Deep Science: Robots, meet world
Research papers come out far too frequently for anyone to read them all. That’s especially true in the field of machine learning, which now affects (and produces papers in) practically every industry and company. This column aims to collect some of the most relevant recent discoveries and papers — particularly in, but not limited to, artificial intelligence — and explain why they matter.
This edition, we have a lot of items concerned with the interface between AI or robotics and the real world. Of course most applications of this type of technology have real-world applications, but specifically this research is about the inevitable difficulties that occur due to limitations on either side of the real-virtual divide.
One issue that constantly comes up in robotics is how slow things actually go in the real world. Naturally some robots trained on certain tasks can do them with superhuman speed and agility, but for most that’s not the case. They need to check their observations against their virtual model of the world so frequently that tasks like picking up an item and putting it down can take minutes.
What’s especially frustrating about this is that the real world is the best place to train robots, since ultimately they’ll be operating in it. One approach to addressing this is by increasing the value of every hour of real-world testing you do, which is the goal of this project over at Google.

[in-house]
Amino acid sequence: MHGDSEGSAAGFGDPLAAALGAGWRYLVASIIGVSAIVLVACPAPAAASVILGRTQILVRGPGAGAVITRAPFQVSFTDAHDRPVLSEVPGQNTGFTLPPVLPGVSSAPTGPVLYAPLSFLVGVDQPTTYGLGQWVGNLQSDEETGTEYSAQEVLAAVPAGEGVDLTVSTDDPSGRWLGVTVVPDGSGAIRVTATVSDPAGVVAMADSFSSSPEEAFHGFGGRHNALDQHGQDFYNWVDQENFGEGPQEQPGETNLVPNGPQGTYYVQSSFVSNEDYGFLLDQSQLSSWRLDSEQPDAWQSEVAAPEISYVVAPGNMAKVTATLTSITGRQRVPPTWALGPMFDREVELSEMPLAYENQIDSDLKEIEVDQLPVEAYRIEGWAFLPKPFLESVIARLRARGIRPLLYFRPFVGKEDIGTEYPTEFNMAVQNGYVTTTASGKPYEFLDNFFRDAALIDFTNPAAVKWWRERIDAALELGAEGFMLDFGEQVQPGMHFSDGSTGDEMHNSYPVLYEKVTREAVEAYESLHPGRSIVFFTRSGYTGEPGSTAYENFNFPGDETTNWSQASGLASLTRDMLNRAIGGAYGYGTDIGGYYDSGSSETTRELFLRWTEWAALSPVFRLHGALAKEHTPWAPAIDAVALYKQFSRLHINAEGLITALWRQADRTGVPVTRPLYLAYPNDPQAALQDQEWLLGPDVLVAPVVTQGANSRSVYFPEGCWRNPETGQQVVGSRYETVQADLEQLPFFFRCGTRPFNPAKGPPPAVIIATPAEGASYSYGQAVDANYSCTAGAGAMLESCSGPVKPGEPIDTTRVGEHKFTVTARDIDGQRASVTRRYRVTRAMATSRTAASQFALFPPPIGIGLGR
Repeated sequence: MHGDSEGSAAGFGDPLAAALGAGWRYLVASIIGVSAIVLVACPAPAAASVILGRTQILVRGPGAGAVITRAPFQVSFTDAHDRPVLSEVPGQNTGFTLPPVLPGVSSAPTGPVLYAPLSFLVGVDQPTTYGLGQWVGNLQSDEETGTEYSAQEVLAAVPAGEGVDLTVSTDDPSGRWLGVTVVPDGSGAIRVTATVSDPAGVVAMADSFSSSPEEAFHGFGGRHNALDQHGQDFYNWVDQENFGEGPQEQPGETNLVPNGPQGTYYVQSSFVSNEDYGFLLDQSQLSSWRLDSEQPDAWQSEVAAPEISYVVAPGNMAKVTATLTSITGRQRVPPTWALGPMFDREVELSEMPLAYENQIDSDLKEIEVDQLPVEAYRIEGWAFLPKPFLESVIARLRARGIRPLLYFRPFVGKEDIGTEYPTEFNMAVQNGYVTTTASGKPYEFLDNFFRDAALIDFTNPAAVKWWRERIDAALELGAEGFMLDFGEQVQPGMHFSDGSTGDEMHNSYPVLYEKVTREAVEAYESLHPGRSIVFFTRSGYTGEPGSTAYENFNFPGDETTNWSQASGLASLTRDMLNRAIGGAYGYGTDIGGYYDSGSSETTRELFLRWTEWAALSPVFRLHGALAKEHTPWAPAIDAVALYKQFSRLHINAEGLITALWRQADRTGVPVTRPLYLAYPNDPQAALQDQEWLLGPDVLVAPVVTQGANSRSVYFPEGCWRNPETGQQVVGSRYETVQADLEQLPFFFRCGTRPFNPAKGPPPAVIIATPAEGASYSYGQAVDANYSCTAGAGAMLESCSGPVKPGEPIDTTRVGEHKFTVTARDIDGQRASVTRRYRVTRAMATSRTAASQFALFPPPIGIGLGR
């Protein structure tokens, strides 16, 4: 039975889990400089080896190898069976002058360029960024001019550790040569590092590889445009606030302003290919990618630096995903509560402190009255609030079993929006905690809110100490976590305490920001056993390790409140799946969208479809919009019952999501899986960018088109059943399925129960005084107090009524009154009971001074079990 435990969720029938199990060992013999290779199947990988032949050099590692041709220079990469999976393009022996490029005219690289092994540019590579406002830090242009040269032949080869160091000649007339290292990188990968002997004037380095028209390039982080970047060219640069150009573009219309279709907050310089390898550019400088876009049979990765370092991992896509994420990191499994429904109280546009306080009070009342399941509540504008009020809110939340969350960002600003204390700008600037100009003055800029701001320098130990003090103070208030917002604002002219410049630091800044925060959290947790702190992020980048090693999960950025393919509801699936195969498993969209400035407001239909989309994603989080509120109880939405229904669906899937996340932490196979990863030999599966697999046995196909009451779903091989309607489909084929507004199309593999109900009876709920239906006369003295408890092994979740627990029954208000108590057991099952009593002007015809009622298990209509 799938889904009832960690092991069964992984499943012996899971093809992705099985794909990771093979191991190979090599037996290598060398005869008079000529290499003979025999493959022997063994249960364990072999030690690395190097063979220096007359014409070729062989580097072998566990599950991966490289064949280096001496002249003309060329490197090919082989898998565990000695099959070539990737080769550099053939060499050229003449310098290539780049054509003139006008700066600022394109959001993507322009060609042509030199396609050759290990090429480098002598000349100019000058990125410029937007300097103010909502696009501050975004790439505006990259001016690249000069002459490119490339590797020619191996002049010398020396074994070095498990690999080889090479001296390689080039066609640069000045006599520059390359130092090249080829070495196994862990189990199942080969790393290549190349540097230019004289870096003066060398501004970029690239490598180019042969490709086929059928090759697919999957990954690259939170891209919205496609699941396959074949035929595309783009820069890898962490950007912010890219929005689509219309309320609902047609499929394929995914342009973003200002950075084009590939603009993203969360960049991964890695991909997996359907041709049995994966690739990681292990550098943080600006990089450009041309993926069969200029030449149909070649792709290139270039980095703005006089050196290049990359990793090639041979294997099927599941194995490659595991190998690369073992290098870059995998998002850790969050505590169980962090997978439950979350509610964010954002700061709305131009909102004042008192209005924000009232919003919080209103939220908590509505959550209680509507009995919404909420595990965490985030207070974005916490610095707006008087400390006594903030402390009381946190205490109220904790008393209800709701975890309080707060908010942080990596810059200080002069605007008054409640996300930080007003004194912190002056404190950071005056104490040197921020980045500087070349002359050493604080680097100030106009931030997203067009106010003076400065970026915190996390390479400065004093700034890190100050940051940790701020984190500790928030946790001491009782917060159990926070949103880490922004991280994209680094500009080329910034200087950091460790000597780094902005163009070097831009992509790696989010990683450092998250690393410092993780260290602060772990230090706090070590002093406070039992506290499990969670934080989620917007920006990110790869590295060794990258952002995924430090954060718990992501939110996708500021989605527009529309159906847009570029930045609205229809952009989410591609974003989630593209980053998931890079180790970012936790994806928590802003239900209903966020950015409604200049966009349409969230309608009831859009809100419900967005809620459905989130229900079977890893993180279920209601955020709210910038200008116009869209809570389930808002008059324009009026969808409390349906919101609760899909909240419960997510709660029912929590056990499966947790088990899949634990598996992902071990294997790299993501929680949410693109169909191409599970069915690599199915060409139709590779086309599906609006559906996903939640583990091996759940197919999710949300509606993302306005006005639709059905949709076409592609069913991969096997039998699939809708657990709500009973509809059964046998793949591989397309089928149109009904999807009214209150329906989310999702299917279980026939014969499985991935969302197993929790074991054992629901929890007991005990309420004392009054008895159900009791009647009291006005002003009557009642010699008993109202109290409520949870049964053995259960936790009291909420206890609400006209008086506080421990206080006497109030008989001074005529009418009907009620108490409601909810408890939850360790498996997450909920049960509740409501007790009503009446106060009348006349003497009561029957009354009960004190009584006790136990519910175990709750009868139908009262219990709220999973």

In a rather technical blog post the team describes the challenge of using and integrating data from multiple robots learning and performing multiple tasks. It’s complicated, but they talk about creating a unified process for assigning and evaluating tasks, and adjusting future assignments and evaluations based on that. More intuitively, they create a process by which success at task A improves the robots’ ability to do task B, even if they’re different.
Humans do it — knowing how to throw a ball well gives you a head start on throwing a dart, for instance. Making the most of valuable real-world training is important, and this shows there’s lots more optimization to do there.
Another approach is to improve the quality of simulations so they’re closer to what a robot will encounter when it takes its knowledge to the real world. That’s the goal of the Allen Institute for AI’s THOR training environment and its newest denizen, ManipulaTHOR.
Simulators like THOR provide an analogue to the real world where an AI can learn basic knowledge like how to navigate a room to find a specific object — a surprisingly difficult task! Simulators balance the need for realism with the computational cost of providing it, and the result is a system where a robot agent can spend thousands of virtual “hours” trying things over and over with no need to plug them in, oil their joints and so on.